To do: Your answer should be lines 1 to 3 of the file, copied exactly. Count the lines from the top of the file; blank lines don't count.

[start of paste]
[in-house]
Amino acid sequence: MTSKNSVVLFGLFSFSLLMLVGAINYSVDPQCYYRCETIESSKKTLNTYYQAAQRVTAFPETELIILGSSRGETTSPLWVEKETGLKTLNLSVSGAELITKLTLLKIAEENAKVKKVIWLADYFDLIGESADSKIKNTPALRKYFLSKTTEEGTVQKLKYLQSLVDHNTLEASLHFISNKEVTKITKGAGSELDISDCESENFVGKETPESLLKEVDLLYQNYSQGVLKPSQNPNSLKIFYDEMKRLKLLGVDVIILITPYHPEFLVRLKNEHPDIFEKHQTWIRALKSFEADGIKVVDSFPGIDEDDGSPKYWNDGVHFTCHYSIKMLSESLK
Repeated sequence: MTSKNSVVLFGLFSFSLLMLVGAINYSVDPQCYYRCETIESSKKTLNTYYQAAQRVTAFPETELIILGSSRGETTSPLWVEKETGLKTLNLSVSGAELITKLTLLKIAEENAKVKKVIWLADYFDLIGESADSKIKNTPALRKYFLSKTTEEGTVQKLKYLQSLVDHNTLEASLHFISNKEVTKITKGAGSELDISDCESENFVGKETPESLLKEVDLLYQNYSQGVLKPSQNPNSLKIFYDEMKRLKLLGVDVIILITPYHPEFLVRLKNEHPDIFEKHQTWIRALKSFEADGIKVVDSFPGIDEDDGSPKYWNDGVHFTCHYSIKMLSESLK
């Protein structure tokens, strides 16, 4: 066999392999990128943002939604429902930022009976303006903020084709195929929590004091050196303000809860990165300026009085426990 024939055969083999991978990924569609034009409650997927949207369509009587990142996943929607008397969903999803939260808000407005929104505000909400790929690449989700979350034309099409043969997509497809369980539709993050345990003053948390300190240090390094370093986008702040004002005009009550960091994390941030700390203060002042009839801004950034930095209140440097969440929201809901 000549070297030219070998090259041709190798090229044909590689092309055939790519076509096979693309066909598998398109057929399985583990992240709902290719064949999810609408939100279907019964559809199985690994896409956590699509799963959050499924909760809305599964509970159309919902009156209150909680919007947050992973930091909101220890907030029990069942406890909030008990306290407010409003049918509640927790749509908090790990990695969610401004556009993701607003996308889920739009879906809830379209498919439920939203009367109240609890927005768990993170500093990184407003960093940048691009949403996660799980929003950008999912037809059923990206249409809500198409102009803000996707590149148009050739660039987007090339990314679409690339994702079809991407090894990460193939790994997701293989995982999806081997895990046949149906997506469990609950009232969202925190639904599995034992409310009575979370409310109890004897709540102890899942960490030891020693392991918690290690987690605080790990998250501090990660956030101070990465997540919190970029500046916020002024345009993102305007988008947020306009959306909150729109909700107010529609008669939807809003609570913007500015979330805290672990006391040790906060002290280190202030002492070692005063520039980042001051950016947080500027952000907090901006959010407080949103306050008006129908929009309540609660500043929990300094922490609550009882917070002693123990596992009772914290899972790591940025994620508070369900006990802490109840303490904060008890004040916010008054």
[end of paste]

[in-house]
Amino acid sequence: MTSKNSVVLFGLFSFSLLMLVGAINYSVDPQCYYRCETIESSKKTLNTYYQAAQRVTAFPETELIILGSSRGETTSPLWVEKETGLKTLNLSVSGAELITKLTLLKIAEENAKVKKVIWLADYFDLIGESADSKIKNTPALRKYFLSKTTEEGTVQKLKYLQSLVDHNTLEASLHFISNKEVTKITKGAGSELDISDCESENFVGKETPESLLKEVDLLYQNYSQGVLKPSQNPNSLKIFYDEMKRLKLLGVDVIILITPYHPEFLVRLKNEHPDIFEKHQTWIRALKSFEADGIKVVDSFPGIDEDDGSPKYWNDGVHFTCHYSIKMLSESLK
Repeated sequence: MTSKNSVVLFGLFSFSLLMLVGAINYSVDPQCYYRCETIESSKKTLNTYYQAAQRVTAFPETELIILGSSRGETTSPLWVEKETGLKTLNLSVSGAELITKLTLLKIAEENAKVKKVIWLADYFDLIGESADSKIKNTPALRKYFLSKTTEEGTVQKLKYLQSLVDHNTLEASLHFISNKEVTKITKGAGSELDISDCESENFVGKETPESLLKEVDLLYQNYSQGVLKPSQNPNSLKIFYDEMKRLKLLGVDVIILITPYHPEFLVRLKNEHPDIFEKHQTWIRALKSFEADGIKVVDSFPGIDEDDGSPKYWNDGVHFTCHYSIKMLSESLK